Westborough Massachusetts 250th Anniversary 1717 – 1967
Ebenezer Parkman was born in Boston on September 5, 1703, the son of William & Elizabeth (Adams) Parkman. He was the 11th child. He graduated from Harvard School of Divinity in 1721. Rev. Ebenezer Parkman was the first Minister of Westborough’s Congregational Church founded on the 28th of October 1724. . He kept a personal diary that has been published by the University Press of Virginia and has been scanned into Google Books. His first wife, Mary Champney who gave him 5 children. After her death he married Hannah Breck and they had 11 children. He lived until 1782, in the 80th year of his life and 59th year of his ministry. He is buried across from City Hall.
For a glimpse at the Reverend Ebenezer Parkman’s Diary that he kept for 65 years (printed by the University Press of Virginia):
Westborough Historical Society
13 Parkman Street
Westborough, MA 10581
Parkman Westborough history:
Reverend Ebenezer Parkman’s Diary (published by the University Press of Virginia) :
The Westborough Public library is located at the intersection of Main St. and Parkman Street and has a collection of Reverend Ebenezer Parkman’s Diaries.
Eli Whitney invented the COTTON GIN in 1793 while living in Westborough
Westborough’s 300th Anniversary 2017:
Farms on Powder Hill
A half mile west of the Forbush Farm-Tavern on the hill where the first meetinghouse was built were the farms of Edmund Rice and John B. Maynard. Although the area was virtual wilderness, it was settled by the homesteads of approximately 27 families. But the threat of wolves, bears and Indian attacks was always a major concern.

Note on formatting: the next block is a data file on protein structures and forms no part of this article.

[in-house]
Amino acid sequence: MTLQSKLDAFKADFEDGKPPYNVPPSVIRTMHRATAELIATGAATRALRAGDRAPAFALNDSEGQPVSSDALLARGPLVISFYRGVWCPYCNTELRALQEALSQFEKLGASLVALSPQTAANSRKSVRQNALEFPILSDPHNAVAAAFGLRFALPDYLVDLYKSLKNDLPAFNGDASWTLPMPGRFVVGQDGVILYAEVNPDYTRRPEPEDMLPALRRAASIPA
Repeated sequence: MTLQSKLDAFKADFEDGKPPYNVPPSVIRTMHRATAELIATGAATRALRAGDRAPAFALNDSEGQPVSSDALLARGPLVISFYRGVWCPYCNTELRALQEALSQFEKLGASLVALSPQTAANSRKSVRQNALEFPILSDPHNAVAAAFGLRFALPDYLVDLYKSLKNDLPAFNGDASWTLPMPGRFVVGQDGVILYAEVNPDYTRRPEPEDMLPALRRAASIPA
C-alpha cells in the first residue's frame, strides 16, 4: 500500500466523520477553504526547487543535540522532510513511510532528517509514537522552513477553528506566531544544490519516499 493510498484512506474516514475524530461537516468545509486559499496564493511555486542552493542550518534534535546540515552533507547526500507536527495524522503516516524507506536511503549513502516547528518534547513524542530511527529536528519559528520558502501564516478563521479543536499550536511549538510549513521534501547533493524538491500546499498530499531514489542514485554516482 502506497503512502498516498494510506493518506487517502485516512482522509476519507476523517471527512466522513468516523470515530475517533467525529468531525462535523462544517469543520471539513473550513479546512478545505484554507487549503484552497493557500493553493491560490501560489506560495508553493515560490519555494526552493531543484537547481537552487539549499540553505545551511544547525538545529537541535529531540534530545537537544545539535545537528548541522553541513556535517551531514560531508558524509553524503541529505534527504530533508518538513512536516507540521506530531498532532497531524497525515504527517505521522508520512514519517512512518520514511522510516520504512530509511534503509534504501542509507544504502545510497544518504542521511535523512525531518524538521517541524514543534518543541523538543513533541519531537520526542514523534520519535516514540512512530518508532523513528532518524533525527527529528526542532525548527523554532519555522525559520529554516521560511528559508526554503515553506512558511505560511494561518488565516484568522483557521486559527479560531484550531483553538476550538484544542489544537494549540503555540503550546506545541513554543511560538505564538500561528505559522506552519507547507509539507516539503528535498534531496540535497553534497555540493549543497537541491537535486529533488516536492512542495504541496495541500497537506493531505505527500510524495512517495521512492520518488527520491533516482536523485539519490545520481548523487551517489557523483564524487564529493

In 1704, Edmund Rice’s three boys were playing with their two cousins at the Thomas Rice farm when they were attacked by Canadian Indians. Four of the boys were taken hostage while the youngest was slain during the Indian retreat. A second attack in 1707 in the Stirrup Brook area prompted the town of Marlborough to increase the number of garrisoned homes. The Edmund Rice farm and the Samuel Forbush farm became garrisoned in 1711 to serve as safe houses for the families in the immediate area.
The original settlement, referred to as Chauncy Village, was incorporated as the Town of Westborough in 1717. In November of 1720, the construction of the first meeting house commenced on land donated by Edmund Rice and John Maynard. But it was not until 1724 and the town held its first March town meeting in the crudely built 30×40 foot structure that did not have heat, a floor or benches.
On a visit to the area, Parkman’s diary entry of August 1723 reads; “I walked to the Meeting House with a Pistol in my Hand by reason of the Danger of the Indians. When I returned was much affrighted with the sight of an Indian as I supposed; but drawing nigher I perceiv’d it was my Landlord. In the afternoon about 4 o’clock, there was an alarm in the North and people hastened with their arms, But it came to little.”